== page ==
Homeschool Travel Advice

The Review Crew is talking about homeschool travel advice this week. While we’re not exactly world travelers, we do enjoy getting out, visiting, and exploring. Fitting that into busy life and school schedules is always a challenge. Over the years we’ve found a few things that work, and more than a few that didn’t. Today, I want to share a few mistakes I have made and tricks learned along the way. 

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Travel Mistakes

When we first started combining homeschooling and travel, I made the mistake of adding way too much schoolwork to our trips. I was trying to do all the activities I could to turn it into a learning opportunity, but I was not leaving enough time for fun. We were overwhelmed trying to get all of the work done and see all of the sights.

The second mistake I made was turning everything into a ‘learning opportunity’. Combining travel with learning is an amazing way to teach many subjects and one we still utilize. However, not every trip or every adventure needs to have formal learning attached to it. Sometimes, it is best just to go and enjoy the trip or activity. Your children will naturally learn just through the experience but some things are best enjoyed without the burden of additional work.

Homeschool Travel Tips

1) Book bags and clipboards are your best friend when you travel. We often take along our regular school work to be done on long road trips. It can be a great use of the riding time and gives us more flexibility to take time off. However, if you don’t have a good system to keep things contained it can be easy for papers or books to get lost, and once it disappears into the black-hole it may as well be in Jupiter. These clipboards can not only provide a good writing surface, but can keep papers and pencils all neatly contained. As a bonus they come in different colors to make it easier if you have multiple children (or maybe mine are the only ones that will fight over which clipboard belongs to which child.)

2) Plan ahead and think about what activities will travel well and which subjects are better left at home. We do not typically bring everything with us on a trip. My children will choose one or two subjects  and bring those materials. For example, reading is a great option because they can just bring their books. For my youngest son, he has a write-in math book that travels very well. However, my oldest does an online math program so he will just do a little extra math before and after a trip.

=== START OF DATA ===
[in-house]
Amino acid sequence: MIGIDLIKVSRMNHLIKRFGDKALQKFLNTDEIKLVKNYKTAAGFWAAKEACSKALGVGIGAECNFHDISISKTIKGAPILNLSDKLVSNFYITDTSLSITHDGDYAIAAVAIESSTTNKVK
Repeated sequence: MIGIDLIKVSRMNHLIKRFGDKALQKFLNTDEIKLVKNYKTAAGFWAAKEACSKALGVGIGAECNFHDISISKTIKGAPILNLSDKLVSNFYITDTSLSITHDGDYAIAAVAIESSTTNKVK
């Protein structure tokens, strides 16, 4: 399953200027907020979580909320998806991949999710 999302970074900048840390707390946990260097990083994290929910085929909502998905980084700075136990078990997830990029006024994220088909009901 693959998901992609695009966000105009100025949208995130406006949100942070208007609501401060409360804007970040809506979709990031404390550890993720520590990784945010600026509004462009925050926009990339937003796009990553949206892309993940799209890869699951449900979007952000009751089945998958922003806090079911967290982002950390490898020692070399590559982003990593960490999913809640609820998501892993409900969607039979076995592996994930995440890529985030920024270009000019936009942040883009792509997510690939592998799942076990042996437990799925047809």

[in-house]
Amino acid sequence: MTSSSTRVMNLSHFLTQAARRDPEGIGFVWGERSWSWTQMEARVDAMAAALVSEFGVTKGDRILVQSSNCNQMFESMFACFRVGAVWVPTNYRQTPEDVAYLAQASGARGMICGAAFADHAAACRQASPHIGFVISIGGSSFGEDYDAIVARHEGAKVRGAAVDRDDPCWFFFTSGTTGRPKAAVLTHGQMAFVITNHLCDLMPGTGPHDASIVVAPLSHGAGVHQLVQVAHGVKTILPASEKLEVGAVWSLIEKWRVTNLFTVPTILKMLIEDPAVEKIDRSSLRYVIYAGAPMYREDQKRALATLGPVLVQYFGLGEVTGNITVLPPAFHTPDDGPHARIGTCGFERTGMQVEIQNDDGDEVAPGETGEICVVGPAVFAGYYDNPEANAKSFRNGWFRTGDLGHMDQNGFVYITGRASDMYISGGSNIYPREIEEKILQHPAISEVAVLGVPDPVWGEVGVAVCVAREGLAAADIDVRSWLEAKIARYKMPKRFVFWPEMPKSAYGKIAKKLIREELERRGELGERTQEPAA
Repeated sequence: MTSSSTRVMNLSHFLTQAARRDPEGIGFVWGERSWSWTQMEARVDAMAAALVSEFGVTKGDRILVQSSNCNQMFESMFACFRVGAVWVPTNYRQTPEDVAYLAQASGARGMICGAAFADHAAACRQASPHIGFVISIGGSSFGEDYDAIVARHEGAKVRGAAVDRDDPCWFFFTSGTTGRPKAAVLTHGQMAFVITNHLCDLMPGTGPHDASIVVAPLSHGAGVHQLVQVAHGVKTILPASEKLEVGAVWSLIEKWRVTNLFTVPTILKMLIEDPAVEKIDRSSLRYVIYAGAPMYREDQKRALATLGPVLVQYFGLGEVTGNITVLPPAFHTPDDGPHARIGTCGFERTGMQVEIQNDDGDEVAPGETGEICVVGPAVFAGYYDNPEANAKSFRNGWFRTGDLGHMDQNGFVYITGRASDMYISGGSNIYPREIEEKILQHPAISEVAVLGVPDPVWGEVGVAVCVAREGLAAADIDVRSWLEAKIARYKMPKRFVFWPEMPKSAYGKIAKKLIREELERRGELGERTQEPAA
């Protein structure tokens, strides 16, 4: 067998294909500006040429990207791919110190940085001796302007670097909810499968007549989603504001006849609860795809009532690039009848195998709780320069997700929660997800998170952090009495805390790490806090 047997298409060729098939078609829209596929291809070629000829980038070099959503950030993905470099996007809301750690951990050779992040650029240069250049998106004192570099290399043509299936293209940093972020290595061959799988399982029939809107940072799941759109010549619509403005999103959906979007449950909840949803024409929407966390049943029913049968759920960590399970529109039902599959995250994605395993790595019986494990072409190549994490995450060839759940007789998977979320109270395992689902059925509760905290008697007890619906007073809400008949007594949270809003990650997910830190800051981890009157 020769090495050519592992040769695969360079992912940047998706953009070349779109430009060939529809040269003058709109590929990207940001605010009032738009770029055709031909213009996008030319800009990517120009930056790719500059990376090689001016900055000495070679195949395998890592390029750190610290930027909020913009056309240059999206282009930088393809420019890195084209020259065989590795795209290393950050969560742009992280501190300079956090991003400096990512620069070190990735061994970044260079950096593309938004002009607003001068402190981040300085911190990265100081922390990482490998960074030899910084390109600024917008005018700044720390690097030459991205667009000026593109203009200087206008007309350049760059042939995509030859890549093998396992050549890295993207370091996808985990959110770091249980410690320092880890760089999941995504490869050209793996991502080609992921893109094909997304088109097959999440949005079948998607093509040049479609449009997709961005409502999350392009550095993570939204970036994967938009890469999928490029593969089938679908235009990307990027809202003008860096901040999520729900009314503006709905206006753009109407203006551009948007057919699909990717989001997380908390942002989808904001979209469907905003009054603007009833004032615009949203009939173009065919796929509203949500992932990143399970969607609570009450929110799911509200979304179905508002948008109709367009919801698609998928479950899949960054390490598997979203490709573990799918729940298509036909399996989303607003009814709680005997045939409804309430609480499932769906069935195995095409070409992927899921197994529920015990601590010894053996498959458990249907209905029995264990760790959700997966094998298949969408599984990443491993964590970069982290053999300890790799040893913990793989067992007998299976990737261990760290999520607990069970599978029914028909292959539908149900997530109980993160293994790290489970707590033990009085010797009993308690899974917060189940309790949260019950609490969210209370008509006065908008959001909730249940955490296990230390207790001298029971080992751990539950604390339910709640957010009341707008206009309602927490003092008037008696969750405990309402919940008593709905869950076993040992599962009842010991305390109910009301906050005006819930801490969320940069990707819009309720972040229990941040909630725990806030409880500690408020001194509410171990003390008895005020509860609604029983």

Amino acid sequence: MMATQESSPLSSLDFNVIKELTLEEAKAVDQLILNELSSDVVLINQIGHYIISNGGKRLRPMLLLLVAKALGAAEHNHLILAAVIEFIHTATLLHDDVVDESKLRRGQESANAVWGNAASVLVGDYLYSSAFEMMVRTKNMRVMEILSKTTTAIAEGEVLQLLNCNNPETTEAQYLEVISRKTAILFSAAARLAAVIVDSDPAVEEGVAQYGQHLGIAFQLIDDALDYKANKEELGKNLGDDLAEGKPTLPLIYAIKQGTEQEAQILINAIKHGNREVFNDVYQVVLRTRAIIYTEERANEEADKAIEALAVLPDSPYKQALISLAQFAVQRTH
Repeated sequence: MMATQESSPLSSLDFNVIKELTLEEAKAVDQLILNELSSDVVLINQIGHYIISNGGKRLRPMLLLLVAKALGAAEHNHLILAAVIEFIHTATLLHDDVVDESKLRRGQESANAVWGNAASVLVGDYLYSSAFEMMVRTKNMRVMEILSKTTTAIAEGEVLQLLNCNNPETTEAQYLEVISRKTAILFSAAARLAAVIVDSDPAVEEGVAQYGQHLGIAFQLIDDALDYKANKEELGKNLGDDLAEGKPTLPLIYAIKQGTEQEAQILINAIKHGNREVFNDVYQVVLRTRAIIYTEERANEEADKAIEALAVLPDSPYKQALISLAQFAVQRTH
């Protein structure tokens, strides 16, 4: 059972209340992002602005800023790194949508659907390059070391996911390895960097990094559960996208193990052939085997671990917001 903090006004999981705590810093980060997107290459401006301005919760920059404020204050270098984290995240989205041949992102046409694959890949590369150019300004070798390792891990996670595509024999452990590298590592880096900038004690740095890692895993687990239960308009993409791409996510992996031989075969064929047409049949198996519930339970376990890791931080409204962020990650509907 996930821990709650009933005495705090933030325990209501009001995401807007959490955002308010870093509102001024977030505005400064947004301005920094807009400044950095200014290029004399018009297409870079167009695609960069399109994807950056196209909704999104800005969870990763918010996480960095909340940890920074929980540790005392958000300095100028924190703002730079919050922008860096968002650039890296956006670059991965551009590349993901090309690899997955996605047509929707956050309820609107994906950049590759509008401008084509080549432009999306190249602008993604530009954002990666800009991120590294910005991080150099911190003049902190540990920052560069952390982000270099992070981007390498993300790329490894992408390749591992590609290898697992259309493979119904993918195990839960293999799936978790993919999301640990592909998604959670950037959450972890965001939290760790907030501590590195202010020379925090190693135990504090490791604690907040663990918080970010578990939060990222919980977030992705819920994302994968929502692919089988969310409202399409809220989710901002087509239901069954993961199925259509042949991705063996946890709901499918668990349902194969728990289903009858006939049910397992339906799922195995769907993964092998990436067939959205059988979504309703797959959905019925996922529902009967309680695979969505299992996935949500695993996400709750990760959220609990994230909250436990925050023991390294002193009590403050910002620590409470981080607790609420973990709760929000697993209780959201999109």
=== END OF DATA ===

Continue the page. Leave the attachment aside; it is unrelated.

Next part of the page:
3) Choose activities that align with the areas that you will be visiting or the experiences that you will be having. For example, when we visited NASA at Cape Canaveral last year we listened to the Heroes of History biography about Alan Shepherd in the car as we traveled. On another trip to the mountains we did a literature study of My Side of the Mountain.

4) Utilize State and National Parks as well as other similar resources for rest stops. We have a National Parks Passport and the children love to find parks and get their stamps. We do not always have time to stop at every one of them along the route, or go out of the way to get to one,  but we try to find at least one or two on any long road trip. We often pack our lunch and use the National Park as a place to eat lunch, learn a little bit about the nature or history of the park, and stretch our legs. We do not spend much more time than we would have to stop at a restaurant but they have had the opportunity to see something new and move around a bit before we get back on the road.

What are your favorite homeschool travel tips? Do you enjoy incorporating traveling into your homeschool? You can check out our Field Trips page for more information on some of our favorite trips. Make sure to check out all of the other travel advice over at the Review Crew blog!

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